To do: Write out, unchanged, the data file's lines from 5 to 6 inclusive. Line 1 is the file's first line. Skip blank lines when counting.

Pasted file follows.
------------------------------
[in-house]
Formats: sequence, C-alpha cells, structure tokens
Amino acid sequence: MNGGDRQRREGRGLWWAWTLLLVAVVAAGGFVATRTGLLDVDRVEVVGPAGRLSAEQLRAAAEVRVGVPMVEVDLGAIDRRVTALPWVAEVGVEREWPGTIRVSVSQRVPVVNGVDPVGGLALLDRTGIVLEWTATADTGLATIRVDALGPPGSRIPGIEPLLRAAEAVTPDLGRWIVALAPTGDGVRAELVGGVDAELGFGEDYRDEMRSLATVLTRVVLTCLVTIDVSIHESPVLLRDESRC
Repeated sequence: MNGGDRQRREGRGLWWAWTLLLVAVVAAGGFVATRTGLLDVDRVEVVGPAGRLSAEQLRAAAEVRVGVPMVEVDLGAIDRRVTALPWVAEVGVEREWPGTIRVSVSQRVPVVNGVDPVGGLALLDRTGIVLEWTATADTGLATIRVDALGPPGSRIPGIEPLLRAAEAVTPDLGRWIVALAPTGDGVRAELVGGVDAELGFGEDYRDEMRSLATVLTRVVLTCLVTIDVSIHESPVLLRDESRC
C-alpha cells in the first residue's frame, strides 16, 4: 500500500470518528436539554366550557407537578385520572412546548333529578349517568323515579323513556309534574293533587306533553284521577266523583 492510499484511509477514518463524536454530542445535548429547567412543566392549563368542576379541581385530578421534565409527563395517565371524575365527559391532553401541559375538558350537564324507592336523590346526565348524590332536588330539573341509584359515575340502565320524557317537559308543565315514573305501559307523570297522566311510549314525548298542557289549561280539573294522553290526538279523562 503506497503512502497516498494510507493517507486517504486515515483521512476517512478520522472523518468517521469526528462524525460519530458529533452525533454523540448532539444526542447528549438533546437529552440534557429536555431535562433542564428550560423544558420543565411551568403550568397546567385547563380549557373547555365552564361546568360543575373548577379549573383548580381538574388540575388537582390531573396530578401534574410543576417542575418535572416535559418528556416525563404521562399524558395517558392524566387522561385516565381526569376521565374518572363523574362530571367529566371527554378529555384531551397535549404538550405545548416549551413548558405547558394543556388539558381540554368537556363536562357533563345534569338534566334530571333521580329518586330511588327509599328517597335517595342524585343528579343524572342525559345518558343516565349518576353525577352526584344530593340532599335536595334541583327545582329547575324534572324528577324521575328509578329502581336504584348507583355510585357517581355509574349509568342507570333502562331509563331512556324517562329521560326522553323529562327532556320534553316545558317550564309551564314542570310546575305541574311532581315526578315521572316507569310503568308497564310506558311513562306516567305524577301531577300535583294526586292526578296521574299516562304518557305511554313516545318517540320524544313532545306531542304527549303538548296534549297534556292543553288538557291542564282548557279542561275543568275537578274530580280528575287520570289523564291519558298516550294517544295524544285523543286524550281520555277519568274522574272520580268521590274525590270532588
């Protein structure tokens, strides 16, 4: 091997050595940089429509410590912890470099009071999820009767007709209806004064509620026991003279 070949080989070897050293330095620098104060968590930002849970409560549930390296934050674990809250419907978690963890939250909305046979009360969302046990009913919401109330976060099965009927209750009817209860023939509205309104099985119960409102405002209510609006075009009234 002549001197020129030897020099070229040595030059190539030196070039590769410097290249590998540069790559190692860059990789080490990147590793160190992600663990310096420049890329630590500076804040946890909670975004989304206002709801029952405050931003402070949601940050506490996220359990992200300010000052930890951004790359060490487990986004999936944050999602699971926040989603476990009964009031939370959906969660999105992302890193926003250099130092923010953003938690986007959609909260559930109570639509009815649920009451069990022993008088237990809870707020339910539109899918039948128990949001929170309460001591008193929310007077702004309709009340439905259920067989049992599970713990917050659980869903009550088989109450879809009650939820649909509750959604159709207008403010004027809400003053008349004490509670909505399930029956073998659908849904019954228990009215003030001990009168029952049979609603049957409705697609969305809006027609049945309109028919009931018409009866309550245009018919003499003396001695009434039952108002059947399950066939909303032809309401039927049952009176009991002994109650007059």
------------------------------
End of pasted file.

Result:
C-alpha cells in the first residue's frame, strides 16, 4: 500500500470518528436539554366550557407537578385520572412546548333529578349517568323515579323513556309534574293533587306533553284521577266523583 492510499484511509477514518463524536454530542445535548429547567412543566392549563368542576379541581385530578421534565409527563395517565371524575365527559391532553401541559375538558350537564324507592336523590346526565348524590332536588330539573341509584359515575340502565320524557317537559308543565315514573305501559307523570297522566311510549314525548298542557289549561280539573294522553290526538279523562 503506497503512502497516498494510507493517507486517504486515515483521512476517512478520522472523518468517521469526528462524525460519530458529533452525533454523540448532539444526542447528549438533546437529552440534557429536555431535562433542564428550560423544558420543565411551568403550568397546567385547563380549557373547555365552564361546568360543575373548577379549573383548580381538574388540575388537582390531573396530578401534574410543576417542575418535572416535559418528556416525563404521562399524558395517558392524566387522561385516565381526569376521565374518572363523574362530571367529566371527554378529555384531551397535549404538550405545548416549551413548558405547558394543556388539558381540554368537556363536562357533563345534569338534566334530571333521580329518586330511588327509599328517597335517595342524585343528579343524572342525559345518558343516565349518576353525577352526584344530593340532599335536595334541583327545582329547575324534572324528577324521575328509578329502581336504584348507583355510585357517581355509574349509568342507570333502562331509563331512556324517562329521560326522553323529562327532556320534553316545558317550564309551564314542570310546575305541574311532581315526578315521572316507569310503568308497564310506558311513562306516567305524577301531577300535583294526586292526578296521574299516562304518557305511554313516545318517540320524544313532545306531542304527549303538548296534549297534556292543553288538557291542564282548557279542561275543568275537578274530580280528575287520570289523564291519558298516550294517544295524544285523543286524550281520555277519568274522574272520580268521590274525590270532588
């Protein structure tokens, strides 16, 4: 091997050595940089429509410590912890470099009071999820009767007709209806004064509620026991003279 070949080989070897050293330095620098104060968590930002849970409560549930390296934050674990809250419907978690963890939250909305046979009360969302046990009913919401109330976060099965009927209750009817209860023939509205309104099985119960409102405002209510609006075009009234 002549001197020129030897020099070229040595030059190539030196070039590769410097290249590998540069790559190692860059990789080490990147590793160190992600663990310096420049890329630590500076804040946890909670975004989304206002709801029952405050931003402070949601940050506490996220359990992200300010000052930890951004790359060490487990986004999936944050999602699971926040989603476990009964009031939370959906969660999105992302890193926003250099130092923010953003938690986007959609909260559930109570639509009815649920009451069990022993008088237990809870707020339910539109899918039948128990949001929170309460001591008193929310007077702004309709009340439905259920067989049992599970713990917050659980869903009550088989109450879809009650939820649909509750959604159709207008403010004027809400003053008349004490509670909505399930029956073998659908849904019954228990009215003030001990009168029952049979609603049957409705697609969305809006027609049945309109028919009931018409009866309550245009018919003499003396001695009434039952108002059947399950066939909303032809309401039927049952009176009991002994109650007059």